Black Locust Honey Wine
Posted 08 August 2005 - 10:10 AM
One of the meads that I tasted was made from Black Locust Honey. The dude pouring it was really gung-ho about the fact that it came from black locust honey. However, when I tasted it, it had a strong vegetative flavor at the front. It kind of reminded me of being in an enclosed greenhouse and breathing in - you get that "greenery/earthy" flavor in your mouth.
The honey itself did not have this flavor (or if it did, it was masked by the sweetness of the honey). Is this typical for mead from black locust honey?
Posted 08 August 2005 - 10:30 AM
Posted 08 August 2005 - 04:49 PM
as in Black Locust - The Bug? or is there a plant called the Black Locust ?
Eagles may SOAR, But weasels don't get sucked up into jet engines.
Posted 09 August 2005 - 01:18 AM
Psyguy, I can tell you that an exotic honey gets some mazers very excited (I'm one ). It can be tempting to show off a mead that nobody else has. However, some honeys, and I've read that buckwheat honey is one such, have strong unique flavors that can be described in strange terms such as "barnyard". I have never worked with buckwheat honey because it's not available here, but from what I read, most people mix it with a larger proportion of lighter honeys. It sounds like this person is not yet very skillful in his mead-making - maybe he brought out that bottle too soon (for most meads take at least a year to mature, and two is better), or maybe his honey is one of those powerful ones.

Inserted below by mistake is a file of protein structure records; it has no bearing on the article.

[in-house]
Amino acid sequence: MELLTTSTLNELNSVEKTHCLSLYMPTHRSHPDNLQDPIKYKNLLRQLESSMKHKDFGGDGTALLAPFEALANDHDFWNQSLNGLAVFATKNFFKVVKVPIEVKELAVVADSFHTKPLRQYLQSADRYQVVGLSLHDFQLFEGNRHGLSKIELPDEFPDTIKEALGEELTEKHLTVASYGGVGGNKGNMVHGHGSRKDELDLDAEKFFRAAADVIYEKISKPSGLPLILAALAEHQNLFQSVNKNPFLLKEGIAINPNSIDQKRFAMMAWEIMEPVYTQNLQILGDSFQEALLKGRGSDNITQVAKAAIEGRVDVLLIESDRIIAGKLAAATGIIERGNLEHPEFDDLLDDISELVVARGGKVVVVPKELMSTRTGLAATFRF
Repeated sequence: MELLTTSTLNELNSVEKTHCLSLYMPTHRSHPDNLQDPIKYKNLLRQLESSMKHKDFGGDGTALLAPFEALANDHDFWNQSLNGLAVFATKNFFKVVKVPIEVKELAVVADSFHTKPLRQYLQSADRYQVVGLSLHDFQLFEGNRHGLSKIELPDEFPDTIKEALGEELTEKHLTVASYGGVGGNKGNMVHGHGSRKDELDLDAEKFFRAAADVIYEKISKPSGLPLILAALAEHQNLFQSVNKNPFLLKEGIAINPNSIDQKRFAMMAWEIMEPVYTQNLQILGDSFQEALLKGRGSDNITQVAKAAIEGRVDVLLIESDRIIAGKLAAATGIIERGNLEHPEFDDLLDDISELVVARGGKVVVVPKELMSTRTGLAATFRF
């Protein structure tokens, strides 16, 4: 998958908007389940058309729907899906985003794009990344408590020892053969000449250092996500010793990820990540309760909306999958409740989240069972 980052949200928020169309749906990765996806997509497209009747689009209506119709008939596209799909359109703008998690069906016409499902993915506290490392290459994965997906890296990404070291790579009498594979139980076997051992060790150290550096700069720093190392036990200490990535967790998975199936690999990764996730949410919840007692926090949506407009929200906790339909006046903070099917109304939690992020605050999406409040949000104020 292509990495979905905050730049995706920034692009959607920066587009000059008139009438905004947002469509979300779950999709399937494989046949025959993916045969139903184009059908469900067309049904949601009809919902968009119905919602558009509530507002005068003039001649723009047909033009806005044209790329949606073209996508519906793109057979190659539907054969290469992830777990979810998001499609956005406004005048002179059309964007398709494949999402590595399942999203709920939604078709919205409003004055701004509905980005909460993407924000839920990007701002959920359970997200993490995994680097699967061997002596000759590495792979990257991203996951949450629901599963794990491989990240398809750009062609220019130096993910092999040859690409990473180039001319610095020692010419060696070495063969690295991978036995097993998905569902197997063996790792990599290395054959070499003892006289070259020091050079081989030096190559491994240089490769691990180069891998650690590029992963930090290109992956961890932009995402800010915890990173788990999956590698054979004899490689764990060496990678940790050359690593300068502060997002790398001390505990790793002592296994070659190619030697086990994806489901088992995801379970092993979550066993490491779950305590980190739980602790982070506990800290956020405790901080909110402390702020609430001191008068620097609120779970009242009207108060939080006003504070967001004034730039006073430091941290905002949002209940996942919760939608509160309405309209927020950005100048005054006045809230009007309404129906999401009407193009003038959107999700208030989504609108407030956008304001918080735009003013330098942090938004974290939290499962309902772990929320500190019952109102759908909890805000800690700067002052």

Posted 09 August 2005 - 06:32 AM
Black locust is toxic, but I don't know if that extends to the nectar or not. It's great wood to use in place of treated lumber due to the toxins, which make it rot resistant, and it will last just about as long as treated wood or cedar. People in this part of the country use it for fence posts.
The black locust honey I've tried had a musky, smoky, kind of grassy flavor. Honey locust is a little lighter and has a more floral taste (at least to me) but still has the grassy overtones. I'm not sure I would use either of them for a varietal mead. Maybe a small amount in a blend for the novelty value.
Posted 09 August 2005 - 06:51 AM
Good point about it being young and perhaps showing some green flavors. I should have grabbed a bottle (I know...I didn't - I was busy picking up other wines ) and let it keep for a year before trying it again.
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